How to get rid of unwanted fat: Part II
And with bad practice costing millions of pounds a year, it is an issue which is currently being addressed by many of the UK’s water and sewerage companies; the industry’s trade association, British Water, included (http://www.bwfog.co.uk).
Ask any drainage engineer about their biggest drain blocking bugbear and once you have been treated to a list of the most interesting items disposed of down sewers (household items, toys, dead dogs, false teeth), inevitably you’ll find ‘FOG’ up there near the top.
Lost in the fog
FOG is the inoffensive sounding acronym for what is a particularly nasty combination of waste products. Somehow it sounds less tangible and certainly less damaging than the reality, which is a lethal (for sewers) cocktail of fats, oil and grease.
FOG is reported to be responsible for a staggering 75% of the 200,000 or so sewer blockages that occur every year and for which costs run into the millions of pounds. Anglian Water, for instance, estimates the cost of blockages in its region alone to be £5.8 million.
Operations director of the Lanes Group, Alan Wallis, says it is easy to blame fast food outlets and the like:
“You would expect the main culprit in this to be the massive food services industry, though many catering establishments are already on side in their approach to the problem, having invested heavily in FOG prevention with grease traps or enzyme dosing systems, or both. Some of our key accounts in that sector actively sit on industry forums helping to formulate best practice documentation. Some also have their waste oil collected and recycled into bio diesel. Certainly businesses are easier to police via legislation such as the Water Industry Act 1991; Environmental Protection Act 1990 Statutory Nuisance; Building Act 1984 and Food Safety Act 1990.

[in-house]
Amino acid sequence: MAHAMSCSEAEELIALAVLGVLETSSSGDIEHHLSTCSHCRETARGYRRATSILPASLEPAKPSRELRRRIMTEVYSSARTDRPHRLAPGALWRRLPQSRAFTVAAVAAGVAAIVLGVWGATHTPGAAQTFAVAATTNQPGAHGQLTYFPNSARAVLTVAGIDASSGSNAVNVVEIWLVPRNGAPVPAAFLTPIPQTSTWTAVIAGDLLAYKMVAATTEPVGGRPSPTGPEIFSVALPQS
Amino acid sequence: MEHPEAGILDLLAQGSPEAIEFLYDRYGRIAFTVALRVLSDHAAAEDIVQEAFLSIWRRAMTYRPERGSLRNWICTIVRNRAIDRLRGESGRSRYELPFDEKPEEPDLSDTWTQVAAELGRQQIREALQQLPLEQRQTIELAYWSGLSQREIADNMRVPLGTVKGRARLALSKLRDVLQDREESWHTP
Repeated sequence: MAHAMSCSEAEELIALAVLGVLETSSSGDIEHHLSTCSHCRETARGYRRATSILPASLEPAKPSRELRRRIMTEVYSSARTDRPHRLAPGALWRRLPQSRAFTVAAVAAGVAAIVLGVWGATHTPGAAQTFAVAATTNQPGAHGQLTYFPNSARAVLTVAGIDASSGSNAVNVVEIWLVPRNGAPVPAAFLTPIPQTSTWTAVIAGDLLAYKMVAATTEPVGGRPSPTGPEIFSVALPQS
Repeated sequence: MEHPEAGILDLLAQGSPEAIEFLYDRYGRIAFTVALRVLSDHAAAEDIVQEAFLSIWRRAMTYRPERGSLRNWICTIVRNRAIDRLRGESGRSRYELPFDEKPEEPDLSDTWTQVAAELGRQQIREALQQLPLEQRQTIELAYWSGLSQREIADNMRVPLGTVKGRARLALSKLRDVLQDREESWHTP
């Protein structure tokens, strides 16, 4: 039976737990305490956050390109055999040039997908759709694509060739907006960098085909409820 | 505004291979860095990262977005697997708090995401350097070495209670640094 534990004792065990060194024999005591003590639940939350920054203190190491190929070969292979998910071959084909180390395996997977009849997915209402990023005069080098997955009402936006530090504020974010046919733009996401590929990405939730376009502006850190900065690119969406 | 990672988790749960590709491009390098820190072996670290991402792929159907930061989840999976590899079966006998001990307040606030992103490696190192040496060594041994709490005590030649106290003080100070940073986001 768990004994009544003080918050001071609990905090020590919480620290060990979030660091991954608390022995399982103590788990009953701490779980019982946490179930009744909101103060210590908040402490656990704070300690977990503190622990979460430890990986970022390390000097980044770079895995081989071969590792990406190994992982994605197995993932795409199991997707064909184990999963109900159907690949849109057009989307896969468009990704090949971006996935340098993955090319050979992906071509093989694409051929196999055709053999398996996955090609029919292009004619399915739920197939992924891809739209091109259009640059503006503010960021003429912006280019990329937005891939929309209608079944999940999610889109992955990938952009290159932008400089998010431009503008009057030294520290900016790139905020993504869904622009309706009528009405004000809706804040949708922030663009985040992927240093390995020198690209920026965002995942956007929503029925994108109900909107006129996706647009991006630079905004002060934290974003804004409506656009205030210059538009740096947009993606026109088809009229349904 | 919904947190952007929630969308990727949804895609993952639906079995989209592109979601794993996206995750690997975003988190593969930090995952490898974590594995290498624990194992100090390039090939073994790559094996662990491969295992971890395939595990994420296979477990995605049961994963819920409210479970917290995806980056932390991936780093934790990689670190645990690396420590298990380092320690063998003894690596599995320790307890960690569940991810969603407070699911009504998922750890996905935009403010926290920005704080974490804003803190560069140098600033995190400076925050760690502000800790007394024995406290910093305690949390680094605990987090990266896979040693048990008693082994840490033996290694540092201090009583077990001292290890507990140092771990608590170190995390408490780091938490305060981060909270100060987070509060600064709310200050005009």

“So the problem is not all about fast food outlets and five star restaurants. Domestic users are culpably careless when it comes to washing food waste down the sink and, whilst they might individually contribute only a fraction of that produced by, say, a food business, collectively householders are a serious problem; and one which has to be tackled, either by preventative or remedial means.”
So what do we do? Stop them from doing it in the first place? Or put in place a programme of regular sewer cleaning and FOG build up removal to keep the systems flowing? Prevention or cure?